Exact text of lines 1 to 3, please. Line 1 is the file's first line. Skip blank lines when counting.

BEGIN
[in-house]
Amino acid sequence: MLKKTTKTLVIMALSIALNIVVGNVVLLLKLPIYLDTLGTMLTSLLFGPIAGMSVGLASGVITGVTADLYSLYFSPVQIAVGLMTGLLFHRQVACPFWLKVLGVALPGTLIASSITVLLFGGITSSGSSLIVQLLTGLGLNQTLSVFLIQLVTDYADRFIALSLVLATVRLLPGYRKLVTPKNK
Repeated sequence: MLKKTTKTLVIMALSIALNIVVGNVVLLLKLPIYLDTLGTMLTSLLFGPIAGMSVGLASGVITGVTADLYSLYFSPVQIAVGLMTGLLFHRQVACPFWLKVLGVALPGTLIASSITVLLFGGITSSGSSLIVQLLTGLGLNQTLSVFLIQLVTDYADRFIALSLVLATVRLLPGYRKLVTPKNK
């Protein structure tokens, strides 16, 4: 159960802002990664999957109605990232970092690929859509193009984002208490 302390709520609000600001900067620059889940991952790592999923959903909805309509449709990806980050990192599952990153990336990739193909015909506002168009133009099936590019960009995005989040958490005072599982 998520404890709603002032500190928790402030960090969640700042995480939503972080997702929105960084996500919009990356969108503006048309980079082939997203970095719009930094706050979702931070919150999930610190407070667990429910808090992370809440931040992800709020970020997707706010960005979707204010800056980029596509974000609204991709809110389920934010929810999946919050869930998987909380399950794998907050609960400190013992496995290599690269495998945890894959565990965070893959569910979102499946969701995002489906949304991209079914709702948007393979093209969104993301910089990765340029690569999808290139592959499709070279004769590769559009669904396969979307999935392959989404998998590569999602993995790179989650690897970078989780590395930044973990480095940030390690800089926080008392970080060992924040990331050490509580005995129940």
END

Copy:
[in-house]
Amino acid sequence: MLKKTTKTLVIMALSIALNIVVGNVVLLLKLPIYLDTLGTMLTSLLFGPIAGMSVGLASGVITGVTADLYSLYFSPVQIAVGLMTGLLFHRQVACPFWLKVLGVALPGTLIASSITVLLFGGITSSGSSLIVQLLTGLGLNQTLSVFLIQLVTDYADRFIALSLVLATVRLLPGYRKLVTPKNK
Repeated sequence: MLKKTTKTLVIMALSIALNIVVGNVVLLLKLPIYLDTLGTMLTSLLFGPIAGMSVGLASGVITGVTADLYSLYFSPVQIAVGLMTGLLFHRQVACPFWLKVLGVALPGTLIASSITVLLFGGITSSGSSLIVQLLTGLGLNQTLSVFLIQLVTDYADRFIALSLVLATVRLLPGYRKLVTPKNK